What makes up the identity of a community? Is it the history, or the common threads of industry and profession residents share together? Or perhaps it’s the landscape and architecture of the place?
No matter how much all of these differ from each other, a community’s identity is always weaved with a complex combination of all of these identifiers… and then some!
Sydney Mines is no exception to the rule. With a rich history, steeped in military and industrial significance, and a common trade that even became the namesake of the town – not to mention the incredible backdrop of natural beauty surrounding it – Sydney Mines is not lacking in any category. However, due to decades of social and economic decline, “the cultural fabric of the community has unravelled”, says Norm Hubbert a resident of the greater Northside community, “and it’s time to reweave the fabric.”
The cultural fabric of the community has unravelled over the years and it is time to reweave the fabric. The first coal mines and steel plant along with the military structures are key historical elements to be recognized within the community and beyond.Norm Hubbert, Community Member
Nestled on Main Street, Sydney Mines sits a beacon of that cultural fabric – a community housing structure believed to be the oldest row housing unit in Canada. A now designated historical site, the aptly named “Red Brick Row” structure dates back to 1829 when the General Mining Association took over coal mining operations in Sydney Mines. In fact, Sydney Mines is one of the oldest communities in the Cape Breton Regional Municipality and attention to historical sites for the area have
started to become a real focal point for various community groups. Unfortunately, the attention many of these significant structures needed only came after they had fallen into waste.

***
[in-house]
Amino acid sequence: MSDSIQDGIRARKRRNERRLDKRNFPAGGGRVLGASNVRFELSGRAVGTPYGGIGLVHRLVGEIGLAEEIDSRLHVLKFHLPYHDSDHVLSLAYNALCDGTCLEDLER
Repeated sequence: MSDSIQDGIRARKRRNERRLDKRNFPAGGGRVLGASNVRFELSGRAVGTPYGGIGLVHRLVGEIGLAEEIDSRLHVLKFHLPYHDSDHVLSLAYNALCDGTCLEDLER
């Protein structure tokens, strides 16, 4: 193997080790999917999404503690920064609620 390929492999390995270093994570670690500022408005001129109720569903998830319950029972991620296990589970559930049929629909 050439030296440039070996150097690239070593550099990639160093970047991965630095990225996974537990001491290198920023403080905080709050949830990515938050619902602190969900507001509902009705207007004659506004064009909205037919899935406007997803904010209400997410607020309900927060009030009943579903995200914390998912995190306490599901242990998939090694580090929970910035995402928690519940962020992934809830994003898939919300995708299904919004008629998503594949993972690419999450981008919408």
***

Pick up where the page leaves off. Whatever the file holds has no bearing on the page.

Sydney Mines is one of the oldest communities in the Cape Breton Regional Municipality, however many of its historically significant structures have fallen into waste.Cape Breton Post
For many, the Red Brick Row has become a symbol of the community’s broken heritage & now fractured identity. In response, an effort to restore and repurpose the structure has been brought to the table with the hope of surging new life into the town.
The dream is to restore the structure into a thriving community hub, potentially fitted with a cafe, an art gallery, a co-working space, and many other innovative ideas — all with the intent of serving into the community’s needs.
This past summer, an interdisciplinary workshop was facilitated by the Social Science and Humanities Research Council of Canada in partnership with Cape Breton University & Tompkins Institute. With representatives and experts from many different civil, academic, and business backgrounds, participants met together for an entire week with the sole objective of developing a viable business plan for the three vacant units of Red Brick Row. Northside Rising supported this workshop through our “Rising Tide Projects,” providing financial backing to what we consider an incredibly valuable effort.
The Interdisciplinary lab brought many brilliant minds and kind hearts together upon one dream that is to see RED ROW Rising! This one-week lab gave us insights into the dream and educated us about the importance of preserving the heritage. I have learned immensely from the experts and got the chance to work with them for the welfare of the community. Many guests enlightened us and gave us a different path to consider in the whole planning.– Gursheen Manak Kaur
As a community, we cannot give up on our heritage because it will always inform who we become. As a movement, Northside Rising believes in the value of a strong community identity. We believe strong identities lead to healthy, happy, and prosperous communities.
We are so excited to see this project bloom into something incredible, reweaving our beautiful cultural fabric one thread at a time.
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